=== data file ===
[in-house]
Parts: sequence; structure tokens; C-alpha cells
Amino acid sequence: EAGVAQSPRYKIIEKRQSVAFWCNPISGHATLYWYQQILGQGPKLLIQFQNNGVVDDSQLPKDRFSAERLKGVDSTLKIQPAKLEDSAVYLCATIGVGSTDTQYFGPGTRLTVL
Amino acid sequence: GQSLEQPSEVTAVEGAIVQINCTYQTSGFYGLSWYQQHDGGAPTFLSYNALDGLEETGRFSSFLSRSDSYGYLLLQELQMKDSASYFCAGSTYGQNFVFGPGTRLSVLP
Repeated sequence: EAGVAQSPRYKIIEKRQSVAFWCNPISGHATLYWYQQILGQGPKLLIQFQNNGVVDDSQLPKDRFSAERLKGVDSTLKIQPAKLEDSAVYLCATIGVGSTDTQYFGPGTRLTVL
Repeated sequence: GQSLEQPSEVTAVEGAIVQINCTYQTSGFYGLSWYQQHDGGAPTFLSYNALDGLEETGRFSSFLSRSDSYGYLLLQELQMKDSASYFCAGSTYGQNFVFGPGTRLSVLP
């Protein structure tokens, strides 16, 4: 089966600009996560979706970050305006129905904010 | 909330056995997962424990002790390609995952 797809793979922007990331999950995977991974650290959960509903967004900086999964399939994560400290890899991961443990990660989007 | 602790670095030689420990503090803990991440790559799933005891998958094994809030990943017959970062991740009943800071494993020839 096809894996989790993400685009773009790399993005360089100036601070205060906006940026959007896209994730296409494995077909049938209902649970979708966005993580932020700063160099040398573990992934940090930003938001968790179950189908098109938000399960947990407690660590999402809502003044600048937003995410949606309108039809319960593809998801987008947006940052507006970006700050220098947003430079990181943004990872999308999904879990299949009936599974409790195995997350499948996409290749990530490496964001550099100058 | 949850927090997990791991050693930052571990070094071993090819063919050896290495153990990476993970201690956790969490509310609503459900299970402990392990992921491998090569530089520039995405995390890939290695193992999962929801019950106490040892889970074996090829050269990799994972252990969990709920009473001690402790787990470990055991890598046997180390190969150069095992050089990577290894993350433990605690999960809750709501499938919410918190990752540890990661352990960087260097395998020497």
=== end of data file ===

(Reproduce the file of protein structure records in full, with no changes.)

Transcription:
[in-house]
Parts: sequence; structure tokens; C-alpha cells
Amino acid sequence: EAGVAQSPRYKIIEKRQSVAFWCNPISGHATLYWYQQILGQGPKLLIQFQNNGVVDDSQLPKDRFSAERLKGVDSTLKIQPAKLEDSAVYLCATIGVGSTDTQYFGPGTRLTVL
Amino acid sequence: GQSLEQPSEVTAVEGAIVQINCTYQTSGFYGLSWYQQHDGGAPTFLSYNALDGLEETGRFSSFLSRSDSYGYLLLQELQMKDSASYFCAGSTYGQNFVFGPGTRLSVLP
Repeated sequence: EAGVAQSPRYKIIEKRQSVAFWCNPISGHATLYWYQQILGQGPKLLIQFQNNGVVDDSQLPKDRFSAERLKGVDSTLKIQPAKLEDSAVYLCATIGVGSTDTQYFGPGTRLTVL
Repeated sequence: GQSLEQPSEVTAVEGAIVQINCTYQTSGFYGLSWYQQHDGGAPTFLSYNALDGLEETGRFSSFLSRSDSYGYLLLQELQMKDSASYFCAGSTYGQNFVFGPGTRLSVLP
């Protein structure tokens, strides 16, 4: 089966600009996560979706970050305006129905904010 | 909330056995997962424990002790390609995952 797809793979922007990331999950995977991974650290959960509903967004900086999964399939994560400290890899991961443990990660989007 | 602790670095030689420990503090803990991440790559799933005891998958094994809030990943017959970062991740009943800071494993020839 096809894996989790993400685009773009790399993005360089100036601070205060906006940026959007896209994730296409494995077909049938209902649970979708966005993580932020700063160099040398573990992934940090930003938001968790179950189908098109938000399960947990407690660590999402809502003044600048937003995410949606309108039809319960593809998801987008947006940052507006970006700050220098947003430079990181943004990872999308999904879990299949009936599974409790195995997350499948996409290749990530490496964001550099100058 | 949850927090997990791991050693930052571990070094071993090819063919050896290495153990990476993970201690956790969490509310609503459900299970402990392990992921491998090569530089520039995405995390890939290695193992999962929801019950106490040892889970074996090829050269990799994972252990969990709920009473001690402790787990470990055991890598046997180390190969150069095992050089990577290894993350433990605690999960809750709501499938919410918190990752540890990661352990960087260097395998020497």